- August 17, 2018
Everyday, the Healthy Start Coalition empowers and assists local moms to be the best parent they can be.
Dixie Morgese experiences a lot of emotional moments at her job as executive director of Healthy Start of Flagler and Volusia. She recalls one in particular she had while shadowing her employees while they evaluated the new patients, a 22-year-old woman who had grown up in the foster care system and was pregnant with her third child.
“One of the questions we always ask is ‘What are your strengths to help you through this pregnancy?’” she said. “I remember her saying ‘I don’t have any strength.’ Our employee told ’You have so much strength. You’ve gone through childbirth and raised children.’ The mom cried and said ‘No one has ever called me strong before.’ Who was going to tell her how to be a mom when she didn’t have one herself?”
Thankfully for the new mom, Healthy Start was there to provide guidance and assistance with all aspects of pregnancy and new motherhood. When Morgese was pregnant with her first child, she wasn’t so lucky.
Before she became a mom, Morgese got caught up in a life of drugs and alcohol that continued after it stopped being fun. She sought treatment and has been in recovery for 28 years.
“I experienced a lot of different things,” she said. “I experienced postpartum depression, and I had moved here from where all my family was, so I was alone. I’ll always joke about the day I walked out of the hospital I thought ‘Wow they’re letting me leave with this baby.’ All new parents are terrified.”
She said her experience with addiction has helped her have a nonjudgmental perspective when dealing with moms in recovery or still working through addiction.
“The biggest change you’ll go through in your life is having a child,” she said. “I see young moms who get pregnant, and all of a sudden their life is going to change very quickly. I’m very active in 12 step programs, and I see women all the time in there who are pregnant or that have children. It’s not the child’s fault that’s mom is addicted, but the child is the one who’s experiencing the grunt of it.”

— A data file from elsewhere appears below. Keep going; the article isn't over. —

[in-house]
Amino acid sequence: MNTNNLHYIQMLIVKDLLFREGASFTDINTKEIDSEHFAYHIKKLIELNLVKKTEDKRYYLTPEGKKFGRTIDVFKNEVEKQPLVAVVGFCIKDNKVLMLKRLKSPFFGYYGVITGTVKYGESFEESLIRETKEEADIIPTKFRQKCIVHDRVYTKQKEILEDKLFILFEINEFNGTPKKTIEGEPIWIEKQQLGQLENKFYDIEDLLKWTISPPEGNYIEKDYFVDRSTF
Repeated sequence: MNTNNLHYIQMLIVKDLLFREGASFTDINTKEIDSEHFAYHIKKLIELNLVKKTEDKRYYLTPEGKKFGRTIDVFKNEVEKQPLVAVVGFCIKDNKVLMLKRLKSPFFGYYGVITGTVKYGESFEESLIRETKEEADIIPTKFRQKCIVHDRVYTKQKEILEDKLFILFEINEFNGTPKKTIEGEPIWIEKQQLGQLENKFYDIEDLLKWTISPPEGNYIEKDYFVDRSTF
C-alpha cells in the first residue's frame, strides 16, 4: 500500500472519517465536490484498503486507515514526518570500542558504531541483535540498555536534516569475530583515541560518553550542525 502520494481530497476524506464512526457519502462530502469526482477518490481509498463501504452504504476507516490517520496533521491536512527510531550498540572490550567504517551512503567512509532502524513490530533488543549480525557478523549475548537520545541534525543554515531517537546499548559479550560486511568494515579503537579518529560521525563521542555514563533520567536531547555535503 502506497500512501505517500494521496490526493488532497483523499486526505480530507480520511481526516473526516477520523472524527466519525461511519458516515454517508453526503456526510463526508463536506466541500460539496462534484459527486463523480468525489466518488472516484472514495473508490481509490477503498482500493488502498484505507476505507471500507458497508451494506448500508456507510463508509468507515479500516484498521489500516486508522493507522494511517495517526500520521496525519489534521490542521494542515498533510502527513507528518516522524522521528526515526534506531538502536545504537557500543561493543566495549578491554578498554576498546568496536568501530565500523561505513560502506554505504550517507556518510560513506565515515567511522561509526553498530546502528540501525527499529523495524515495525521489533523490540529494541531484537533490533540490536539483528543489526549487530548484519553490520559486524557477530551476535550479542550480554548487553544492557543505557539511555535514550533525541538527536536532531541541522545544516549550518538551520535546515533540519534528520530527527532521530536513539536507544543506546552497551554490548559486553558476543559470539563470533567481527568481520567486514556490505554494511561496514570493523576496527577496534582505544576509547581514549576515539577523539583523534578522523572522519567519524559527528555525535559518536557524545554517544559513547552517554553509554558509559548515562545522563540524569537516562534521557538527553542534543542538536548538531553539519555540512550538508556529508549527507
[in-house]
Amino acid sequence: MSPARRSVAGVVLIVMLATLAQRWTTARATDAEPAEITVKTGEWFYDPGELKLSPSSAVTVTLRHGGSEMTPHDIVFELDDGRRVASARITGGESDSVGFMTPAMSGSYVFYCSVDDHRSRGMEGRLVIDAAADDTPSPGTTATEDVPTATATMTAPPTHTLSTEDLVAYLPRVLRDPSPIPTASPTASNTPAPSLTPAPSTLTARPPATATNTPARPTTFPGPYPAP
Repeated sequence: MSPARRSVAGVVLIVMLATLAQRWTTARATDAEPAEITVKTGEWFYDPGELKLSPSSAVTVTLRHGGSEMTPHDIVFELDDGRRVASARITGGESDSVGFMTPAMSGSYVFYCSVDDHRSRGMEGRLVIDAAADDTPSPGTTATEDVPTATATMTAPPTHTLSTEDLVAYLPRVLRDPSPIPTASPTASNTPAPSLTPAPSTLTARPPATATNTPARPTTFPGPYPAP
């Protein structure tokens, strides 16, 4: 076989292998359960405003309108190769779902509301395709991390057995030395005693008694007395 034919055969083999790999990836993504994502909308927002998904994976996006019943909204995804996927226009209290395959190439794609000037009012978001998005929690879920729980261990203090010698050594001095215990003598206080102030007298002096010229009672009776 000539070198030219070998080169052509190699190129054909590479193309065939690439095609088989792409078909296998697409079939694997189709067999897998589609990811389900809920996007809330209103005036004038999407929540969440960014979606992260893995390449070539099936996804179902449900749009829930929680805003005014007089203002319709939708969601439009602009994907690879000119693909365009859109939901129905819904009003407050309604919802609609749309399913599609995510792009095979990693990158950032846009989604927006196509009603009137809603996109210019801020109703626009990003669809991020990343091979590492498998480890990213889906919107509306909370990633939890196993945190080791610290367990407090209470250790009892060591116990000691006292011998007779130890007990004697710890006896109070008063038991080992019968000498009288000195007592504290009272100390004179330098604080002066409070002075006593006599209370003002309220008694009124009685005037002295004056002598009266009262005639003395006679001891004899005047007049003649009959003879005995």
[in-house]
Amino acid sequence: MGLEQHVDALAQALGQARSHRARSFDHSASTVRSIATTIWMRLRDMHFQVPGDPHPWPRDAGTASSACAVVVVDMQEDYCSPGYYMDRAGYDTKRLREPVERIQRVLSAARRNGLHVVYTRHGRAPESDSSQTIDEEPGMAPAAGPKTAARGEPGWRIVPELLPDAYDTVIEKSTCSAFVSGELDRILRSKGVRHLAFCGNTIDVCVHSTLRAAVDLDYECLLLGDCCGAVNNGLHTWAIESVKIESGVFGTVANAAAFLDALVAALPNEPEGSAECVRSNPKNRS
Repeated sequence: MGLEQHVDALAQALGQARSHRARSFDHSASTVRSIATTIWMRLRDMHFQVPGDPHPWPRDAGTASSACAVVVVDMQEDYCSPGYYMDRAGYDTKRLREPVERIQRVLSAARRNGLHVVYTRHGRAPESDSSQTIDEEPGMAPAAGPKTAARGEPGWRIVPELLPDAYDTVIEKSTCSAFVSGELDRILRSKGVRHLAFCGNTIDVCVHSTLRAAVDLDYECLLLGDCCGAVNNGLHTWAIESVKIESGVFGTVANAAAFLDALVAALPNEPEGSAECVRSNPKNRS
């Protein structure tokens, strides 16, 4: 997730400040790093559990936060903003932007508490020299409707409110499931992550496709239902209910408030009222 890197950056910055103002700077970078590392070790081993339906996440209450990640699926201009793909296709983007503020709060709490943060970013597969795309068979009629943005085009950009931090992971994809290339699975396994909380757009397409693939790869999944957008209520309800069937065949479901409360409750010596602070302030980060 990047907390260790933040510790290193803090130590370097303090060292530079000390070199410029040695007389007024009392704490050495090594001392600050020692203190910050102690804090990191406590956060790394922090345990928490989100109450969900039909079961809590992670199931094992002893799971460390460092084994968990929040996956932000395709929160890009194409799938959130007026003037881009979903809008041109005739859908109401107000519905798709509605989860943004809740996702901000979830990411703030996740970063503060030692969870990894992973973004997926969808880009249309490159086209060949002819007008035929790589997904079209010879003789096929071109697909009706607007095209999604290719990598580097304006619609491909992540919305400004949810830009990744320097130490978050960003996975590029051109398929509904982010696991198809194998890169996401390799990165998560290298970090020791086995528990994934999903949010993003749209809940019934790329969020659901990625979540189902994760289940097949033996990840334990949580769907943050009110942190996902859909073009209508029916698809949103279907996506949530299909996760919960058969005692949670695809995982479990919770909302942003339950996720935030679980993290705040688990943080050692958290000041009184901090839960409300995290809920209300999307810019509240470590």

One of the many Healthy Start programs and initiatives is to lower the use of drugs and alcohol in moms in the state — which is currently at an all time high rate for substance abuse among pregnant women. However tragic, Morgese says the worst thing we can do is cast judgement.
“It’s real easy to judge, but let’s help them instead,” she said. “If anything, judging just makes them go further into the shadows. It makes them feel worse about their circumstances as opposed to knocking on a door and saying ‘Hey I’m about to be a parent and my life is a mess. I need help.’
Though any mom could get services from Healthy Start, Morgese says they prioritize their patients through a screening process to determine who’s circumstances put them at the most risk of having an unhealthy pregnancy. Factors like age, weight, alcohol use, domestic abuse and poverty can put women at the top of the list. After the screening process, the organization sends a letter to the moms making them aware of their services.
“All new parents are terrified,” she said. “You’re elated, excited, terrified, awestruck, all these emotions come at you at one time, and depending on your circumstances, you might need a lot of help. When I saw Healthy Start, I remember thinking ‘Wow, I wish I had that. I wish that I had somebody to stand by me, help me, validate me if I was doing the right thing or not doing the right thing.’”
Though the organization provides a lot of services for women, men and infants, Morgese doesn’t want all the credit. She says her organization doesn’t act alone in helping the local people in need.
“The Junior League throws two baby showers a year,” she said. “The United Way’s Women Initiative gave us the money to give women gas cards or bus passes to get to appointments. It takes a whole community. No one agency does this alone.
Coming up on Healthy Start’s 25th anniversary, Morgese said she’s taken time to really be grateful for what she gets to do for a living.
“I feel lucky I have a job I love. When I wear my Healthy Start shirt, parents I don’t even know will put their kid right in front of me and say ‘He’s a healthy start baby!’ What a gift in life when what you do is a legacy that affects generations to come even if people never knew you.”
For more information on Healthy Start visit www.healthystartfv.org/.